THE MAN, NOT THE MACHINE
26 July 2004 | News
Agostini is probably right when he says that in the battle between the numerous Honda pilots - all more or less talented and all with more or less competitive bikes - Valentino Rossi will prevail in the end. That's the opinion of the 15-time World Champion who's seen a few things, maybe everything there is to see.
Doctor Rossi won the race without tremor or too much trouble. His leadership went pretty much unchallenged: A well-intentioned but not yet competitive Capirossi couldn't say much, a rejuvenated Edwards already pleased with a second-place finish didn't have much to add, and a Gibernau in desperate need of results came nowhere near the subject and came in third, even throwing away 4 precious points that Edwards picked up in the end. Members of the same team washing each other's hands is never a pretty sight to see but World Championships can be won (or lost!) by even less than 4 points. Vale and Yamaha give heartfelt thanks.
A heartbroken Max Biaggi came in disconsolately after the first 10. We wish gears would never break, and that the bikes driven by Hayden and Barros were given to Max as well, but then nobody would be happy.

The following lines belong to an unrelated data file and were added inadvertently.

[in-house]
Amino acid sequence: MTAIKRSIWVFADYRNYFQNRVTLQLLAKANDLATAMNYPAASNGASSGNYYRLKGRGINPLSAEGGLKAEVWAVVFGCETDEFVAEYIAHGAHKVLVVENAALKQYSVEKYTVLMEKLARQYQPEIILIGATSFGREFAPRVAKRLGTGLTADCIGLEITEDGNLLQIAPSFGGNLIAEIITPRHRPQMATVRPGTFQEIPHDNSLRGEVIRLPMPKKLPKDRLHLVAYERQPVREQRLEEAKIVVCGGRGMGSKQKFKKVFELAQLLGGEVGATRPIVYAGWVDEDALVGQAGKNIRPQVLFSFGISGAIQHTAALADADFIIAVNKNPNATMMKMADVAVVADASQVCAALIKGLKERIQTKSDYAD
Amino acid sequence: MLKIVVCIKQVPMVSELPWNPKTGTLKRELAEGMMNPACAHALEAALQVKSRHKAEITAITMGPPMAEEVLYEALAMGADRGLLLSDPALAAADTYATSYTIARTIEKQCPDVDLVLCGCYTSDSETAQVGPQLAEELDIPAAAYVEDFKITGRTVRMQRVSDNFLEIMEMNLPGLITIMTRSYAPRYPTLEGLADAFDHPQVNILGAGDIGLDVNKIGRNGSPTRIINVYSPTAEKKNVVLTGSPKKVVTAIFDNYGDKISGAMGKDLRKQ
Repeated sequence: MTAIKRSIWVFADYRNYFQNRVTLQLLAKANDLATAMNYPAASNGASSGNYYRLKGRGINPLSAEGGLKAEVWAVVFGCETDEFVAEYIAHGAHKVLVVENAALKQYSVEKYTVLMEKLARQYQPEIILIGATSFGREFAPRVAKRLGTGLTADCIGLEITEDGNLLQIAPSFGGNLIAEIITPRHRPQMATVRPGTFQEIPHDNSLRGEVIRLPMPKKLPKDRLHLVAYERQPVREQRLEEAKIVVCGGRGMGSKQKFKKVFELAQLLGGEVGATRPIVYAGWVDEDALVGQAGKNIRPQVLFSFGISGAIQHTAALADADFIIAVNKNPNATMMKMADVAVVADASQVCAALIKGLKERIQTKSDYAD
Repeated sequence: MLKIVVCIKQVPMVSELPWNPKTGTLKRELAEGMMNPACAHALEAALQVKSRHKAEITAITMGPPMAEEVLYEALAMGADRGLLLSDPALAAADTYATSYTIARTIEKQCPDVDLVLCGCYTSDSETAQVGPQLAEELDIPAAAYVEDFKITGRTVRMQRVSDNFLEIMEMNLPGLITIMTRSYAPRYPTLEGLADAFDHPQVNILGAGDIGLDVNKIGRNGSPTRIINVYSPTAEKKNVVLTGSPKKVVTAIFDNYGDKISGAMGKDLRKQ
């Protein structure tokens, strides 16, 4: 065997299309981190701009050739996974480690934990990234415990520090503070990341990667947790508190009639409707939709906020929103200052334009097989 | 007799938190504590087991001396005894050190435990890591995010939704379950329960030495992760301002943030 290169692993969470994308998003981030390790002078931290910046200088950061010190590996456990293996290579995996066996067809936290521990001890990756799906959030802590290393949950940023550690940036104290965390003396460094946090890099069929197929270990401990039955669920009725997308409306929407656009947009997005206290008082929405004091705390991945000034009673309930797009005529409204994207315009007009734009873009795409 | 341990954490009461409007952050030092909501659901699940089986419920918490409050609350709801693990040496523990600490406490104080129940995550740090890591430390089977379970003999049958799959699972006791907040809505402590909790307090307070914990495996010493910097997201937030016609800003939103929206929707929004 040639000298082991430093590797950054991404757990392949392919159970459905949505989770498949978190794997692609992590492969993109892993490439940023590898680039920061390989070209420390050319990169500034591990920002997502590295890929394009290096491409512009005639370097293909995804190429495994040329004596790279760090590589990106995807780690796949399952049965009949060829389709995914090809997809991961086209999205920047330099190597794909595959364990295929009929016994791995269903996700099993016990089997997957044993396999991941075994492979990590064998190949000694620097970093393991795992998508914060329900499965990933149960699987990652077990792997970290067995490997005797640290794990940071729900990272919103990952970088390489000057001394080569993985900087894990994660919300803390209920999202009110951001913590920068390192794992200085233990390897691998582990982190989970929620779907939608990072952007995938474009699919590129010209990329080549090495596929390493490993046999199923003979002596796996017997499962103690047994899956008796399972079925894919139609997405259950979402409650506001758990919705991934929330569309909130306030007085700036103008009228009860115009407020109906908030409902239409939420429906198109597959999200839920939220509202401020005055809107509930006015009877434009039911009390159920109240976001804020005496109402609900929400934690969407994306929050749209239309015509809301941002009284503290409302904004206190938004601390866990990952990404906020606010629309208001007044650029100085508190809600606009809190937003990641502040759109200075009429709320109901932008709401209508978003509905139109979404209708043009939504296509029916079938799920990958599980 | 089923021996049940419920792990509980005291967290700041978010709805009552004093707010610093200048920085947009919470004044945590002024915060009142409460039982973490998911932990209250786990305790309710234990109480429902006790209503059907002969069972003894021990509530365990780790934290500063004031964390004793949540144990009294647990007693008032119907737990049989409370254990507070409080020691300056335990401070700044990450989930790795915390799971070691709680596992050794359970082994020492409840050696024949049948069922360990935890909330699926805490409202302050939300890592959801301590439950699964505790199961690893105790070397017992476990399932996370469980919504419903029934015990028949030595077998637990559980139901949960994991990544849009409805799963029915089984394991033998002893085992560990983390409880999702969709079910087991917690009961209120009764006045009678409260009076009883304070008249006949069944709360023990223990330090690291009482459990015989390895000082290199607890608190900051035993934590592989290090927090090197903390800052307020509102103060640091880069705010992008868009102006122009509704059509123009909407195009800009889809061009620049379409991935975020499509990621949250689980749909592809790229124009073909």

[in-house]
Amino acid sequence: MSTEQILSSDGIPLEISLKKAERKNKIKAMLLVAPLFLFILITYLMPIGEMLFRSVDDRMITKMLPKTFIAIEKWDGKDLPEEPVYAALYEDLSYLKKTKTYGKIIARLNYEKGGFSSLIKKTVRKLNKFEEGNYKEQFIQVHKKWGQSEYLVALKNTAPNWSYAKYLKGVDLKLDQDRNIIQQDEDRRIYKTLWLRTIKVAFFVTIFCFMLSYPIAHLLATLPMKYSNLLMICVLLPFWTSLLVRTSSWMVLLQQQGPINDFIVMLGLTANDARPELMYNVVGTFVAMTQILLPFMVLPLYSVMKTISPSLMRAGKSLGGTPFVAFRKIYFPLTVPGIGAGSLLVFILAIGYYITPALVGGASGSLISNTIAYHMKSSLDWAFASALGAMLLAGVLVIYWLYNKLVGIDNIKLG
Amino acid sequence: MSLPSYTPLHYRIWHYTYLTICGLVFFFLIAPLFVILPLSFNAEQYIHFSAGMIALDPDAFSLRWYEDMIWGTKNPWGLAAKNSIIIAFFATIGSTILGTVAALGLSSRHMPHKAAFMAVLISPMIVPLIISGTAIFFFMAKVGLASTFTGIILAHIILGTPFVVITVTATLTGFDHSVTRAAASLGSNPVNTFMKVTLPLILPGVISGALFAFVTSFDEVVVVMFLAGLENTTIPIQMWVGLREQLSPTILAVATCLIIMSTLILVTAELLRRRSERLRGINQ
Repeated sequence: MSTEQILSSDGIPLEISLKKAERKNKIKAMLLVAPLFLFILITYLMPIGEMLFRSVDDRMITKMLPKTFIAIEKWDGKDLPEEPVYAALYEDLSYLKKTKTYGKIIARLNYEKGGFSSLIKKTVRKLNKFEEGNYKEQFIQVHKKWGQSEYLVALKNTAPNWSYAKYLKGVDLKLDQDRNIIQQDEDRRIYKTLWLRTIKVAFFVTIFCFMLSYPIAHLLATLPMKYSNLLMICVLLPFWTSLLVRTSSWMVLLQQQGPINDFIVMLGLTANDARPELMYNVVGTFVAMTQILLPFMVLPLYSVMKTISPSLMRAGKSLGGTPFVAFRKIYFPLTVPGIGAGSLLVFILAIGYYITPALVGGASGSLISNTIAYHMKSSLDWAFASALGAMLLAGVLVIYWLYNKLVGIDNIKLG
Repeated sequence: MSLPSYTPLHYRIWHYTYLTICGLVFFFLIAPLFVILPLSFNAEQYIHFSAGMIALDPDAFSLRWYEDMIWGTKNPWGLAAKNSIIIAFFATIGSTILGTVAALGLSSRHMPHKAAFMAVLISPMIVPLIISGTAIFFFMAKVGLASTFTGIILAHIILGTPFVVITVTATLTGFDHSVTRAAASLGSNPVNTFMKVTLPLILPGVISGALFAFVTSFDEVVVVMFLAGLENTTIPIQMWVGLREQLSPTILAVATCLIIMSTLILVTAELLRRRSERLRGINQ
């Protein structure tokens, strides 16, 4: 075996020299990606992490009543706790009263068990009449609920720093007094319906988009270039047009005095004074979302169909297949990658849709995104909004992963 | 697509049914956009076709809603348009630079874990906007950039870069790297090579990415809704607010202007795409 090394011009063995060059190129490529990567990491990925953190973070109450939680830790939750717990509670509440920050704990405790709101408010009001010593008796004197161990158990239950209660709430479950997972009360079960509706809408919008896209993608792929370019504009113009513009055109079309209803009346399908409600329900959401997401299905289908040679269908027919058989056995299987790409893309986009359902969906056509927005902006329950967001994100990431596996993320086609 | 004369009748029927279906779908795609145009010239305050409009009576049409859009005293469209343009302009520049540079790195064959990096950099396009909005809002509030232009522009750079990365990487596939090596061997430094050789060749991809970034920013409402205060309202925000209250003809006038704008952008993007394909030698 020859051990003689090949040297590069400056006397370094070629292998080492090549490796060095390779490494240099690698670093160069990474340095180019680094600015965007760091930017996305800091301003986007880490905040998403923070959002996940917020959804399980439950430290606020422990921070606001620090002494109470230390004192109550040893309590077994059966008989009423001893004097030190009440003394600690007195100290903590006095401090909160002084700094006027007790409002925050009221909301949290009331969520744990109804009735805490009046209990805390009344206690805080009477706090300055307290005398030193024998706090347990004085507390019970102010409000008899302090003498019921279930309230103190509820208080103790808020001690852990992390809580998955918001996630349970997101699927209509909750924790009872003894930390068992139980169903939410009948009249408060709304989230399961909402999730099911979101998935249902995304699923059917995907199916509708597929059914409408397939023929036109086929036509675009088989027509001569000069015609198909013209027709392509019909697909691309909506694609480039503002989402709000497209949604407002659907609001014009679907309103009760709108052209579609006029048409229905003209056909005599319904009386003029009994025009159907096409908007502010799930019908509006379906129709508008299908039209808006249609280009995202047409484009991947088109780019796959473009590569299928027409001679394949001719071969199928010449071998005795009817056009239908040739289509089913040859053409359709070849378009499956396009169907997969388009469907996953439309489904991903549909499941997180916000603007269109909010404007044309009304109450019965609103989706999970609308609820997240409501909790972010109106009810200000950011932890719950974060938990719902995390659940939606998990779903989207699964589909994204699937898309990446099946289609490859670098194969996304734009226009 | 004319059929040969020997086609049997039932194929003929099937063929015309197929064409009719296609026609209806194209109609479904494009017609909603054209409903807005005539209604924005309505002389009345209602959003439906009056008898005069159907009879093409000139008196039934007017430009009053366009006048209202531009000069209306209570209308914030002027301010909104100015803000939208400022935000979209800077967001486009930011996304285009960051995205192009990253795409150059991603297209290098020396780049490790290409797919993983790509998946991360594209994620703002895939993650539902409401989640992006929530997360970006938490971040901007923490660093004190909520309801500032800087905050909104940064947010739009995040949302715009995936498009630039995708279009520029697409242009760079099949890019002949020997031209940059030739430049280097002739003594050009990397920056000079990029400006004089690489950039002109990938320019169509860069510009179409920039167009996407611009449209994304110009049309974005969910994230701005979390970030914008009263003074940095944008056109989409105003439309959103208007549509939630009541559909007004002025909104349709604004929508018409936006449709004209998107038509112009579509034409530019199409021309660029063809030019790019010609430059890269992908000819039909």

Welcome back, Bayliss, on a Ducati in steady ascent. We hope he keeps on rising - and not only because of the angry sponsors.
No words have been spared in regard to Dani Pedrosa's weight: draconian measures have been suggested and apocalyptic scenes evoked. Other riders in the present and past have enjoyed the same advantage, it's just that no one else ever used it as well. To those who think Dani has no business astride a GP motorcycle, we remember Uncini saying that you have to ride your bike, not bust it in half.
The fact is that Pedrosa has a couple of old friends from his 250 days like Porto and De Puniet who would only be too happy to spoil the party. Porto is perhaps a few races late in making his move; De Puniet looks like he just lets up sometimes, but they're both ace riders with good bikes and racing experience between them - you can never be sure.
Poggiali in the role of Hamlet poses the question: is there a "reset button" for champions you can press? When your PC jams, you switch it off and turn it on again. Then things work fine. Can you do that with Poggiali?
This just shows that those who think the machine counts more than the man have another think coming, and that this particular opinion started losing its truth even at the Welkom race.